Mama Bless is just to say, "Mama bless me!" When you choose one road, and you have many obstacles on the road, like, when I came from Senegal to France, the blessings of Mama is something powerful. When your Mama bless you, any kind of problem you have you can handle it, so your Mama's blessing is a good thing. Another part is to tell Mama, "Thank you for everything you did for me, for the education, for what you teach me in this life, thank you for the gratitude of God, I'm on the right way." I say in the song what she told me when I was young, "Boy, never go the wrong direction, go forward, even when the things are hard, you can handle it, even when it's far, you can walk the distance. Think about where you are from and who you are, and I will always stay here."
Yaram Faal is a spiritual song, I sing it for my spiritual guide. I am Baye Fall, and every Baye Fall has someone you pay allegiance to. The foundation of Baye Fall is the way of living simple and be humble, like you woke up wearing nothing, someone who gives his time and his money for other people. So this song talks about where the Baye Fall are coming from, what my spiritual guide represents for me, and I give thanks to him for the value they taught me, for taking me like a disciple of this way, because I found myself and I found the right way, and I say just thank you for that. 'Yaram' means the great, the wise.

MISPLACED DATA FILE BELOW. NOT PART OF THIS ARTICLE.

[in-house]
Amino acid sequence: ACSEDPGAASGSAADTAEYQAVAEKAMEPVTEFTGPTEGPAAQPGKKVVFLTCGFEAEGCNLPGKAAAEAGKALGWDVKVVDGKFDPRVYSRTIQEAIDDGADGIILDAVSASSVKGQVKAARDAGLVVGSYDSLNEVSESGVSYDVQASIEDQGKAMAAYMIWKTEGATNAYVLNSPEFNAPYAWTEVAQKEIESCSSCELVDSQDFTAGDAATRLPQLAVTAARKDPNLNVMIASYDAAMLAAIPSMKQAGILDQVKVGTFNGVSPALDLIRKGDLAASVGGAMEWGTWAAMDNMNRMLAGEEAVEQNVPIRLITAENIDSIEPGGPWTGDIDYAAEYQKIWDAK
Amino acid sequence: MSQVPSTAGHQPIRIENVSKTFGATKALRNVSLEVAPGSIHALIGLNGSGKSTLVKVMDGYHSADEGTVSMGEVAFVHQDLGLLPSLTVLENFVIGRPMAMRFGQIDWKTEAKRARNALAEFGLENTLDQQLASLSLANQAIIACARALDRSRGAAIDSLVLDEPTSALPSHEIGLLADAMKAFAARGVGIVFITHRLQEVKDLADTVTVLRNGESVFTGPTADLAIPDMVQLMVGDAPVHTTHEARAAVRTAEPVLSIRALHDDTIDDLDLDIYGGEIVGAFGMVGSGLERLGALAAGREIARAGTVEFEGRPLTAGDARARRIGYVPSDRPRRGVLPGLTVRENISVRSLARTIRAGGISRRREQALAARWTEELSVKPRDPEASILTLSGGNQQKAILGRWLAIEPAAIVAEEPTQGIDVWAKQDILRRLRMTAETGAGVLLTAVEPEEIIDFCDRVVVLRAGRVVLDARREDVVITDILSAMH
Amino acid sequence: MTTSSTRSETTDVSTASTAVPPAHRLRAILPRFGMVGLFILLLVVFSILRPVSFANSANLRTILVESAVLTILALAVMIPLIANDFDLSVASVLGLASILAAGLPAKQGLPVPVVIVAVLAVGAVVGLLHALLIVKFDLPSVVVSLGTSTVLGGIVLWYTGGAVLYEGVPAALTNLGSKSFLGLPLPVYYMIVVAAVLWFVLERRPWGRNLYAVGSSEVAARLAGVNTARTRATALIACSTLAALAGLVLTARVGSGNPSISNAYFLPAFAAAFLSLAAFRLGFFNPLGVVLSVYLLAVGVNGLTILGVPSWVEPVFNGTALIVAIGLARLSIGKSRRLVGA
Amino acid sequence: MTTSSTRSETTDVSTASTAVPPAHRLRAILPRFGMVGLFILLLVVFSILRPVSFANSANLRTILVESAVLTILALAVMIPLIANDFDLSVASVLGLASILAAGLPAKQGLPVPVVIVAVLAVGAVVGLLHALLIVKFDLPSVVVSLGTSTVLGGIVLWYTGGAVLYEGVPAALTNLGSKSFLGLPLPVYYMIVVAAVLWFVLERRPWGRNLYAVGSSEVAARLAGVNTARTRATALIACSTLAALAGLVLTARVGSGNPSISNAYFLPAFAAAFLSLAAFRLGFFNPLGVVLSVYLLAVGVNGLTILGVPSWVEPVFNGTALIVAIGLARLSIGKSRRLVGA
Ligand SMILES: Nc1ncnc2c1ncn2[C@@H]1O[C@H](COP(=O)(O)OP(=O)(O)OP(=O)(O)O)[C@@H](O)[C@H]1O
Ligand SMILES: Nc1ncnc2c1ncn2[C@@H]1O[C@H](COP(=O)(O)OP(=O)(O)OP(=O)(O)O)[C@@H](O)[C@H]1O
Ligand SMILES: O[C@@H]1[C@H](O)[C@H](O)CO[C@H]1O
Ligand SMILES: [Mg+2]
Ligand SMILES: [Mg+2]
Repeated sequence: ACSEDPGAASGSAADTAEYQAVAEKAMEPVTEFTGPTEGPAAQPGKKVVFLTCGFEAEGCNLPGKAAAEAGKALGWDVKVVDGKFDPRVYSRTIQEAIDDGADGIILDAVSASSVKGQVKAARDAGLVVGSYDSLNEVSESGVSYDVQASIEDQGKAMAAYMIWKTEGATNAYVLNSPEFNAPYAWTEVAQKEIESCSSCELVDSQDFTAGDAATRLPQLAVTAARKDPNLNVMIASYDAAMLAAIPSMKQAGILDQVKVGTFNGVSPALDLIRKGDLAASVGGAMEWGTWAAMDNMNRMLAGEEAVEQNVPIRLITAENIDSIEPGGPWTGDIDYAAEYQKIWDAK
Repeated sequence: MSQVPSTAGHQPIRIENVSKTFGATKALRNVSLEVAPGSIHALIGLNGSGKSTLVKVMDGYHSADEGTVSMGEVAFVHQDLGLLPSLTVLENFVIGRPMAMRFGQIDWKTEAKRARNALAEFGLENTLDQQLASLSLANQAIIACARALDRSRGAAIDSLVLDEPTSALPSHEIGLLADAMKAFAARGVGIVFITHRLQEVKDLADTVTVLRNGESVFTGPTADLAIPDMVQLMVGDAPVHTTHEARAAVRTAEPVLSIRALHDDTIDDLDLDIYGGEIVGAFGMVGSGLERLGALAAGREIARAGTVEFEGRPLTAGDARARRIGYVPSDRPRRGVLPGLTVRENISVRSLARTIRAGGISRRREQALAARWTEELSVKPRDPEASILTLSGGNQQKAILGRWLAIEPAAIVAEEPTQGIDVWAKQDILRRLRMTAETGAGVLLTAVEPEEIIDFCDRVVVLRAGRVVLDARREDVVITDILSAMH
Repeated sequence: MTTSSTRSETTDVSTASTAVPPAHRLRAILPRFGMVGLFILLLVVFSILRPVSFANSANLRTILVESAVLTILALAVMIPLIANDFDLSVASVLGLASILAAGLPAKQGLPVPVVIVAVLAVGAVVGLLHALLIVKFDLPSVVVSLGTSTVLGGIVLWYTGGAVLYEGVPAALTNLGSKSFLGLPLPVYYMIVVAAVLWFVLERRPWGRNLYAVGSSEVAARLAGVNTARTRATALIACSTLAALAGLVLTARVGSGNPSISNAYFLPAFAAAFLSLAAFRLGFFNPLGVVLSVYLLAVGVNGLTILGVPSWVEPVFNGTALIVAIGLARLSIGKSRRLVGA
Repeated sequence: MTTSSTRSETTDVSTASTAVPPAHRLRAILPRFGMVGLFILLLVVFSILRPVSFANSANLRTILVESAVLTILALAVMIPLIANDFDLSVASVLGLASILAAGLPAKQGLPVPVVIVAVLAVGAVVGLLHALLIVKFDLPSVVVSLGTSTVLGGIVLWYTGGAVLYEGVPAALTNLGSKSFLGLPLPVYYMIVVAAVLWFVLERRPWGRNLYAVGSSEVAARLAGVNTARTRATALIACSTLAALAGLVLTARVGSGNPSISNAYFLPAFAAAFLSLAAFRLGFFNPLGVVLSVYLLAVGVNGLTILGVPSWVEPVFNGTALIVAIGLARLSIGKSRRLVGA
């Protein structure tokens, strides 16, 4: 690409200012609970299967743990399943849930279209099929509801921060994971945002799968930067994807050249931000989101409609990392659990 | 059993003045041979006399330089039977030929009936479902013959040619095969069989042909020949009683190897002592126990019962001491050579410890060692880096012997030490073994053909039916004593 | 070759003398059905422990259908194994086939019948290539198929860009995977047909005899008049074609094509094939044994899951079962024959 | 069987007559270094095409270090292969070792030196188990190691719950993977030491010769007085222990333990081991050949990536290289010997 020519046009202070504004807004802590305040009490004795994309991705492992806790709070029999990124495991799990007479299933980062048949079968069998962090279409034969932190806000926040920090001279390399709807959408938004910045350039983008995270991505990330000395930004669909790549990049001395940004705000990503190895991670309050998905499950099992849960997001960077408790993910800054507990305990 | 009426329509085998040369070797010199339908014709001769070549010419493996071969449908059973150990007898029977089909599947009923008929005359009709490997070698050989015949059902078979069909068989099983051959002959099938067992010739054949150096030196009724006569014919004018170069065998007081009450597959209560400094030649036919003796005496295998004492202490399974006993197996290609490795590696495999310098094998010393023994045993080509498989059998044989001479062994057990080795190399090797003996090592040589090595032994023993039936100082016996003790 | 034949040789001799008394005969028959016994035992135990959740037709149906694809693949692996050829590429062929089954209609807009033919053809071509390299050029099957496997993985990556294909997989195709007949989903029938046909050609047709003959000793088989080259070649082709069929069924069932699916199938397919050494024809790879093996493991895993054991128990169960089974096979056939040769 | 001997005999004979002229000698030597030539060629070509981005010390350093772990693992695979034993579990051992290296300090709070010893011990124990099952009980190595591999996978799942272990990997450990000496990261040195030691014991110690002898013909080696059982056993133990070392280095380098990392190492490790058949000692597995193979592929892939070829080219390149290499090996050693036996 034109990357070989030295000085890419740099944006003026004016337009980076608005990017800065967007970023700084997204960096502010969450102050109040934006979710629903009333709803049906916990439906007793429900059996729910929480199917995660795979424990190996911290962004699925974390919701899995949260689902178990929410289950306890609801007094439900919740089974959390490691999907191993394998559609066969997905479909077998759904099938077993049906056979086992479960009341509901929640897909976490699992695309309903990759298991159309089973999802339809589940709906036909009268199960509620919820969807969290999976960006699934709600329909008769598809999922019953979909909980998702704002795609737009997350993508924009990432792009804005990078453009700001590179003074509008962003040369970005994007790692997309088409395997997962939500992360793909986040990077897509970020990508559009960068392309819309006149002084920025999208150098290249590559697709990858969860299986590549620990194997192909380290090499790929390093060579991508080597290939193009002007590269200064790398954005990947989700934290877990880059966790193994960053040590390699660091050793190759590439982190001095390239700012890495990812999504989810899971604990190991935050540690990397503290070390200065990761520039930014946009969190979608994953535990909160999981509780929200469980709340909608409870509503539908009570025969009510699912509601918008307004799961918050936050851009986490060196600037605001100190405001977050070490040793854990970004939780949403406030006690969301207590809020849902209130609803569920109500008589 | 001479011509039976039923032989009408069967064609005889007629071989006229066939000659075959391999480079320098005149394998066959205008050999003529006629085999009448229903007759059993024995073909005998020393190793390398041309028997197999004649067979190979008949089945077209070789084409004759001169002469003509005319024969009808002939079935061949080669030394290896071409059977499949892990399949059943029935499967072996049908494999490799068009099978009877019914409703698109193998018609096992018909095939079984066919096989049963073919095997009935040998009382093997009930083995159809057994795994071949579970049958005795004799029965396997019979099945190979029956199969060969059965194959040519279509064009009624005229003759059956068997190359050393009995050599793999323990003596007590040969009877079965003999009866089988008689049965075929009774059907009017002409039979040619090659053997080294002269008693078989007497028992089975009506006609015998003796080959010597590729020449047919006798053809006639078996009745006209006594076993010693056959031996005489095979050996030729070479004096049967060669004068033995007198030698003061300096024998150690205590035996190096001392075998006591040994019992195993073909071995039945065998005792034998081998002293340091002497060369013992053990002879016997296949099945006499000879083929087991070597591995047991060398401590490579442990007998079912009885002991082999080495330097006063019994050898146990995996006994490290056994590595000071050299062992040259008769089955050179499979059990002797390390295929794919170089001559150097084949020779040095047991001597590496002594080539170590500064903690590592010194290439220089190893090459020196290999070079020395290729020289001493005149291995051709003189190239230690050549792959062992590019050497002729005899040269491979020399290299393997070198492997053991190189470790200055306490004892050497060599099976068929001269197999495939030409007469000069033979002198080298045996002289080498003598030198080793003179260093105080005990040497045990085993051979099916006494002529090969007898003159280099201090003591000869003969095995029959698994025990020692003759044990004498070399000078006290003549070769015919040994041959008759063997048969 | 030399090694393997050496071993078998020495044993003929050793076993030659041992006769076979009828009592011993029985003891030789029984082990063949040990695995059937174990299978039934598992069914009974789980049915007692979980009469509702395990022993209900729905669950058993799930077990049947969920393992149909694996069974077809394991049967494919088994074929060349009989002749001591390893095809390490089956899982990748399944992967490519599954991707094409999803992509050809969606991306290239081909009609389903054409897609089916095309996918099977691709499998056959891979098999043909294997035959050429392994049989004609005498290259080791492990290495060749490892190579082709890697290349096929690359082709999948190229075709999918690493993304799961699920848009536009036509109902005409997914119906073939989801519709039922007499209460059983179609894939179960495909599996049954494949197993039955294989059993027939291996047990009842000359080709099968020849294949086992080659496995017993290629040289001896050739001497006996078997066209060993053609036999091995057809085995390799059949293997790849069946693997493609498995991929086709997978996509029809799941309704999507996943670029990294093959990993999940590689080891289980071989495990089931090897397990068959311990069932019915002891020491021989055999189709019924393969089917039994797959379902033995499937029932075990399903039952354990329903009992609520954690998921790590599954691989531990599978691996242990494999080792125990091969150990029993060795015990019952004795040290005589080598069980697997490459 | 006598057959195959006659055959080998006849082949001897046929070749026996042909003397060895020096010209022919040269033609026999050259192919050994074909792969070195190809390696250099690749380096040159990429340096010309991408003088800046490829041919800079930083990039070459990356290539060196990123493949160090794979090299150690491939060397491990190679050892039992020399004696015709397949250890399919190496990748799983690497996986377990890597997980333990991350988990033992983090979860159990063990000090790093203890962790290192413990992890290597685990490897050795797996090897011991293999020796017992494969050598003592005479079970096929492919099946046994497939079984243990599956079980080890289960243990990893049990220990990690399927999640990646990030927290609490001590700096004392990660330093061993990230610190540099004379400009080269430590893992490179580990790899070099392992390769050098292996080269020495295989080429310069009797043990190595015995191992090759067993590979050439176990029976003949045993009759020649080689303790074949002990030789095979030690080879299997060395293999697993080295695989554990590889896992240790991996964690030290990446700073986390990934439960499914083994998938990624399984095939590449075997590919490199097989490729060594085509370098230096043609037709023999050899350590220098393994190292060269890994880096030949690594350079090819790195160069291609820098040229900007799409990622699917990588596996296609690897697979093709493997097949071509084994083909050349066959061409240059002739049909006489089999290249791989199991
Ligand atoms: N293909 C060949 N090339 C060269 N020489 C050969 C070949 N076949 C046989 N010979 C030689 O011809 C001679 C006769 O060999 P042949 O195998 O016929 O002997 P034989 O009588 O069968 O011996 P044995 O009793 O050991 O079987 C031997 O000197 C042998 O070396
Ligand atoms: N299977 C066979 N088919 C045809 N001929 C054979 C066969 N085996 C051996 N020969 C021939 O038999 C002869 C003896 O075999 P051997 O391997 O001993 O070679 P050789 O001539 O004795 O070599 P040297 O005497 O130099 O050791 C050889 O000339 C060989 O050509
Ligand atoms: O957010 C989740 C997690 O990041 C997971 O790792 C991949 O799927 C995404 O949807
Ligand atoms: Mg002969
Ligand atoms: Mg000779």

What about KawSara?
KawSara is a Baye Fall place, it's like when the Rastafari say Mt. Zion. The Baye Fall, we got one village from our spiritual guide, it's called KawSara, the place of peace, the place where you are one with God. It's like the motherland of Baye Fall. Everywhere I walk, they call me Rastaman, and I say, "No, I'm not Rasta, I'm Baye Fall." And they ask, "What is that?" And I explain, this is the way of Bamba, the founder of the Muridiya way of life. Let me tell you about Sheikh Ibra Fall, he showed us the way how to be Baye Fall, the singing, the chanting… They chant the name of God from morning to evening, they make a circle and they sing "La illallah illallah". In Senegal, you will see some people who put the Baye Fall clothes and say they are Baye Fall, but they are not, that's why I make the song to tell them the true way of Baye Fall.
The last one which is mostly in Wolof is Mak Mo. What is it about?